I REALLY enjoy the concept and mental challenge of trying to pin down one album I would like to have with me on a desert island. I’ve thought considerably about the criteria that would make an ideal album for that setting. Perhaps, my favourite album of all time ‘The Stone Roses?’ Or, maybe the most influential album on my song writing of all time? That’s still a question I cannot answer.

I have always been a person who enjoys listening to music in a way that allows me to better extrapolate my surroundings and the topography around me; while at the same allowing those dynamics to engage together in a way that can manifest themselves in some type of guiding force leading to a life change.

For me, a desert island album must be an album that gives enough space to allow the listener to absorb every grain of sand. It also has to sow the seeds to new life ideas to move oneself forward in a positive manner. It must feature complex emotional swings through tempo, dynamics, and cadence. It doesn’t necessarily need to resolve, but needs to have enough imagery to foster identity, critical thought, and interpretation. To get there, there are three pillars. The album should allow the listener to first reflect and decompress. It should then allow for evaluation and synthesis. Finally, the album should stay with the listener allowing for it to be applied and catalysed into new thoughts.

So, there it is. I had to find an album that encapsulates all the links in the chain, so to speak. The album I am going to talk about is the 2014 masterpiece by a band called The War on Drugs and the album is titled ‘Lost in The Dream.’

The album was produced in a way that makes it feel spherical, almost as if it is a fastened body of each of the ideas above. Yet, it still retains its opacity, leaving room for the listener to explore its atmosphere and draw their own deductions. Its roots stretch far beyond musical ones, exploring an ever-reaching universe containing lyrical and sonic themes of loss, recuperation, rebirth, struggle, navigating change, and a multitude of others.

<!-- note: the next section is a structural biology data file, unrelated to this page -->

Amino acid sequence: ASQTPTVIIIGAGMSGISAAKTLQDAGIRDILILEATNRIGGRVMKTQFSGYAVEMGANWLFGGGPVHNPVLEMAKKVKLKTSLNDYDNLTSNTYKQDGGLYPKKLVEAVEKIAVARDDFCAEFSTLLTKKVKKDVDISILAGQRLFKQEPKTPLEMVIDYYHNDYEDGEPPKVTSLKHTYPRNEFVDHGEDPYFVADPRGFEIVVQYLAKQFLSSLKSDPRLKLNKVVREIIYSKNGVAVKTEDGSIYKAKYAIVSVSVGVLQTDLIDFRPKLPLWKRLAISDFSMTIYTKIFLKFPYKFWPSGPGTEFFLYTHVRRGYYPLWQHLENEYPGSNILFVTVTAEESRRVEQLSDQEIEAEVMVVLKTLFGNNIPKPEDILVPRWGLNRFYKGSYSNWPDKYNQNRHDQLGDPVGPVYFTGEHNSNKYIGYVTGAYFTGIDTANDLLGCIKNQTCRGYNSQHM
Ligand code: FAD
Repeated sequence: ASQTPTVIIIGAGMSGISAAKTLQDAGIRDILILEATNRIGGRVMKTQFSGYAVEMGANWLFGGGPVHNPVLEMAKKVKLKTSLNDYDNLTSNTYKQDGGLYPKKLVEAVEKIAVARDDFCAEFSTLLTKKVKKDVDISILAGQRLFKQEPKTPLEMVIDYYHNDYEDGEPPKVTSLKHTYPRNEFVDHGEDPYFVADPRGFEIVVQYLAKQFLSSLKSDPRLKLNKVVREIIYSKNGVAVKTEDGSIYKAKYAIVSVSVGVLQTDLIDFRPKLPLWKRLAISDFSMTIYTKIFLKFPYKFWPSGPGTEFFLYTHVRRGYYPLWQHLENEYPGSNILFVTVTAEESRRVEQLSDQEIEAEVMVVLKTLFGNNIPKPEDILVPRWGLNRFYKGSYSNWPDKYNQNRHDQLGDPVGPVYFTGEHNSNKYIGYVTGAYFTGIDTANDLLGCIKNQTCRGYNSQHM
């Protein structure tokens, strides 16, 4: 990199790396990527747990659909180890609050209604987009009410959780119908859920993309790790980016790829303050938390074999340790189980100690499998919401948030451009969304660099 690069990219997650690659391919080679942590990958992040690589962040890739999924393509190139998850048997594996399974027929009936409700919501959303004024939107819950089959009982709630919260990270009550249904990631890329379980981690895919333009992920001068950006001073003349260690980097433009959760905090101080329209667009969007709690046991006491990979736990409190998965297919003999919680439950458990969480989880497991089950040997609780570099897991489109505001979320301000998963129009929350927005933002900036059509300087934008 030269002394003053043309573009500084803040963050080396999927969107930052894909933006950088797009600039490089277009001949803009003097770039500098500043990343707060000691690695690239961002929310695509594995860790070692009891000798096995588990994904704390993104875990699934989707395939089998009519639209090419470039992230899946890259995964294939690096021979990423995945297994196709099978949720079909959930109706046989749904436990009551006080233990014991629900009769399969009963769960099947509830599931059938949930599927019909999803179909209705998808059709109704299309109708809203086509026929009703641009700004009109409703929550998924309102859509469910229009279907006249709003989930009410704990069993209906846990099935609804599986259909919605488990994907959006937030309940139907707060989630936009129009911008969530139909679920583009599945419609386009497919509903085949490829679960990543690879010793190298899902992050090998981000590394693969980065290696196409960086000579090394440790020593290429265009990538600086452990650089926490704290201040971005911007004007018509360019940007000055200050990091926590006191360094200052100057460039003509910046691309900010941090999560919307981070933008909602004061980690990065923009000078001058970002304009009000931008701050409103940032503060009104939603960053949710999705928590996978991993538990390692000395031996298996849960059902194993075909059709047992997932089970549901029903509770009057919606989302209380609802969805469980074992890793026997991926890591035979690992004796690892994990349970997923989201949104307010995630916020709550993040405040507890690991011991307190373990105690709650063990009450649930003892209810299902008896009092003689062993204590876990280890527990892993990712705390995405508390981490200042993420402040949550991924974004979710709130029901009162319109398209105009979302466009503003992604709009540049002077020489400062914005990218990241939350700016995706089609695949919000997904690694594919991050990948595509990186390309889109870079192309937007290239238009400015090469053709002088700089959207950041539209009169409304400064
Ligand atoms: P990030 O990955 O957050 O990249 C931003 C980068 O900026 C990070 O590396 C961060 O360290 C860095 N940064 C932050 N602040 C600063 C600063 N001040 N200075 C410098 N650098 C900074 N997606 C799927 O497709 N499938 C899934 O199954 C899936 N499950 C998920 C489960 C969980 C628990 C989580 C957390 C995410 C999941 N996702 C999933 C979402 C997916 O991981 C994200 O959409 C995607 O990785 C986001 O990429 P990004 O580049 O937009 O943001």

Some of the footbridges that connect these ideas are sweeping arpeggios, cascading guitar leads, ethereal synths and understated instrumentation throughout. You can hear these begin with the pounding opening track ‘Under the Pressure’ and again as the album melts into the delicate, slow burner, ‘Suffering.’

The album again picks up the pace with the 7-minute ’80s homage ‘An Ocean Between The Waves,’ which features a nearly three-minute guitar solo where every single note means something. We could spend days unpacking the title of this song but to me, the title speaks to the process of change and all the muddiness and uncertainty one experiences when going from emotional swings of high to low and vice versa.

This album builds atmosphere and mood unlike any other. It is laced with tinges of rock stalwarts like Springsteen, Dire Straits, Tom Petty, and Neil Young.

Adam Granduciel and The War on Drugs have created a 10-track album that is transformative. Nothing about this album feels repetitive, recycled, or stale. ‘Eyes to The Wind’ envelopes the entity of struggle, creating an atmospheric outer shell that leaves the listener with a warm blanket that consists of a two plus minute outro guiding them out of the darkness. Patience, contemplation, and vacillation are perpendicular themes layered throughout ‘A Haunting Idle.’

The final track, ‘In Reverse,’ is my personal favourite from the album. It is the perfect concluding symphony of emotional release. I relied heavily on this song in dealing with my mother’s passing this past summer. I spent a lot of time in reverse and frankly, needed to stand inside and face my fear, guilt, and trepidation. This album was a key cog in me being able to compartmentalize loss and catalyse those emotions that were trying to rip me away from reality into cognitive distortions.

It helped me turn them into productive, creative tenants of the next voyage. I needed to get back to that feeling of starting over, feeding that insatiable need for excitement after the ship has left the docks. That’s what this song is to me — the ending of a film reel that the listener can continue to unpack and take with them as they walk into a cascading sunset.

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